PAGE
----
Association for Behavior Analysis International

The Association for Behavior Analysis International® (ABAI) is a nonprofit membership organization with the mission to contribute to the well-being of society by developing, enhancing, and supporting the growth and vitality of the science of behavior analysis through research, education, and practice.


31st Annual Convention; Chicago, IL; 2005

Event Details

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Symposium #139
Int'l Symposium - Expanding the Boundaries of Behavior Analysis with Advances in Computer Technology
Sunday, May 29, 2005
9:00 AM–10:20 AM
Private Dining Room 3 (3rd floor)
Area: PRA; Domain: Basic Research
Chair: Sean W. Clark (Southern Illinois University)

This symposium will highlight the latest technological advances in experimental psychology, from teaching and doing research through web-based methods, to using Visual Basic to program experiments and collect data.

Simulating Gambling Tasks with Visual Basic.NET
ASHTON J. ROBINSON (Southern Illinois University), Mark R. Dixon (Southern Illinois University)
Abstract: Gambling is a widespread and growing activity in America. Most people are able to gamble leisurely without developing any pathology, but approximately 3-5% of Americans develop a problem with gambling too much. A comprehensive behavior analytic account of pathological gambling is lacking. Problems exist in investigating this behavior, because of the difficulty in gaining access to natural casino environments. Even if researchers were allowed access inside casinos, manipulation of key variables would not be possible. Visual Basic.Net allows for flexibility in designing several types of gambling simulations that are realistic and control key variables of play. Various gambling simulations will be described, with a focus on how to program and customize them using Visual Basic.Net.
Interfacing Visual Basic with Peripheral Devices: EEG Acquisition Equipment, Square Wave Stimulators, and Eye-Trackers
ROBERT WHELAN (APU), Derek Walsh (National University of Ireland, Maynooth), Dermot Barnes-Holmes (National University of Ireland, Maynooth)
Abstract: The Visual Basic (VB) programming language is increasingly popular among experimental psychologists. The ability to interface a VB program with peripheral devices is desirable in many areas of research. For example, in a respondent conditioning procedure during which the CS+ and CS- are presented randomly, researchers need to record the precise time that these stimuli were presented, and to event mark on a polygraph the precise time that an electric current was delivered. In this paper, the basic concepts of interfacing will be described, including the procedure employed for sending a pulse out from the program to the peripheral device, with particular attention given to EEG acquisition devices, square wave stimulators, and eye-trackers. Sample programs, written in VB6, will also be available from the presenter.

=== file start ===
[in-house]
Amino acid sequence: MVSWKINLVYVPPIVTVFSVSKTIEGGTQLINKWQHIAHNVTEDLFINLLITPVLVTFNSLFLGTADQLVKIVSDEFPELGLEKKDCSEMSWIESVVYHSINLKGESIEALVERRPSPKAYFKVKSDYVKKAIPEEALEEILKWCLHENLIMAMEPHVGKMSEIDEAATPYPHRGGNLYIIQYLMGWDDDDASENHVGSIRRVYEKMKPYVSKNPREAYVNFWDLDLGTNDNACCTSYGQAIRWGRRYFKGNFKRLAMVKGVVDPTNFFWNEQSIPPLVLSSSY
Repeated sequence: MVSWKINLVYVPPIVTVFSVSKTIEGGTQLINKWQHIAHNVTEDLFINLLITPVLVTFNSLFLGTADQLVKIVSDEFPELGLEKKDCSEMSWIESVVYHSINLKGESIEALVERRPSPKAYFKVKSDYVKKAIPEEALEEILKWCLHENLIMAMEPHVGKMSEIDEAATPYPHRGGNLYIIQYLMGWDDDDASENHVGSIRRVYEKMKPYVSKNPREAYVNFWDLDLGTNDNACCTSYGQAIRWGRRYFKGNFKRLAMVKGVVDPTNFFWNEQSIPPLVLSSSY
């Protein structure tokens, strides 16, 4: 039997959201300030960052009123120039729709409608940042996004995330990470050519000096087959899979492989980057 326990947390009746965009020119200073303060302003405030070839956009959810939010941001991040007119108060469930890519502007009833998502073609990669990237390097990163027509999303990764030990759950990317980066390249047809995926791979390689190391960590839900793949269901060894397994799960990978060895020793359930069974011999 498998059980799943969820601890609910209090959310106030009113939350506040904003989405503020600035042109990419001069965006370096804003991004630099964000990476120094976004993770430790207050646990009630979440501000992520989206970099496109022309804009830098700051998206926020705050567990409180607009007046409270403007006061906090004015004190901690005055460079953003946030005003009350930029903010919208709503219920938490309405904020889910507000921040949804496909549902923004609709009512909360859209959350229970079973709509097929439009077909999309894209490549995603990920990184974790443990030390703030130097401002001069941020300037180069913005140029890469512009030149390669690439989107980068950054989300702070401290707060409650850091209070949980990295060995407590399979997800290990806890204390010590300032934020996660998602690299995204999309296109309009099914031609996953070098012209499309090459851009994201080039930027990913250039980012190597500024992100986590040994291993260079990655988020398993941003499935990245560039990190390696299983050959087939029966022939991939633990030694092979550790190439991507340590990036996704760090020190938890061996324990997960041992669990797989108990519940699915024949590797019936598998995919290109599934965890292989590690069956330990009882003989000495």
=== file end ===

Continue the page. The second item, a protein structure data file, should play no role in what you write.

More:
World Wide Dissemination of Behavior Analysis via the World Wide Web
JENNIFER A. DELANEY (Southern Illinois University), Mark R. Dixon (Southern Illinois University), Susan Edgren (Southern Illinois University), Jeffrey E. Dillen (Southern Illinois University)
Abstract: Computer technologies have made possible never before imagined means of class instruction in behavior analysis. Graduate training programs are no longer limited to recruitment challenges based on physical distance from interested potential students. Furthermore, the rise in certification of behavior analysts has resulted in an entirely new student demographic seeking training in our discipline: the full time applied care worker. This new student demographic poses a unique need: the need to obtain graduate training in behavior analysis while sustaining an existing full time job. This presentation showcases the technological revolution that has been occurring at Southern Illinois University during the past 5 years where five graduate level courses in behavior analysis are offered via the World Wide Web to interested students. We will present data on enrollment, tuition dollars generated, and impact of the classes on the growing behavioral community. We will also describe and demonstrate a number of current and emerging technologies that will reshape the way traditional graduate training (and even distance education training) are conducted. These technologies will include, streaming media, synchronous and asynchronous lectures, discussions, and testing methods.
A Programming Platform for Analysis of Human Behavior Through the Internet
JOHN E. WILLIAMS (University of Northern Iowa)
Abstract: This presentation will demonstrate the utility of Macromedia's Authorware as a programming platform for the development of psychology experiments, specifically for operant studies and experimental analysis of human behavior. One of the strengths this programming platform is the ability to design for both Internet-based labs and for a local computer lab. Examples of setting up schedules of reinforcement, multiple conditions, and data recording will be shown. Programming to allow for studies of matching to sample and exploring Relational Frame Theory will also be shown and discussed. The rationale for Authorware as an appropriate programming tool will be discussed.



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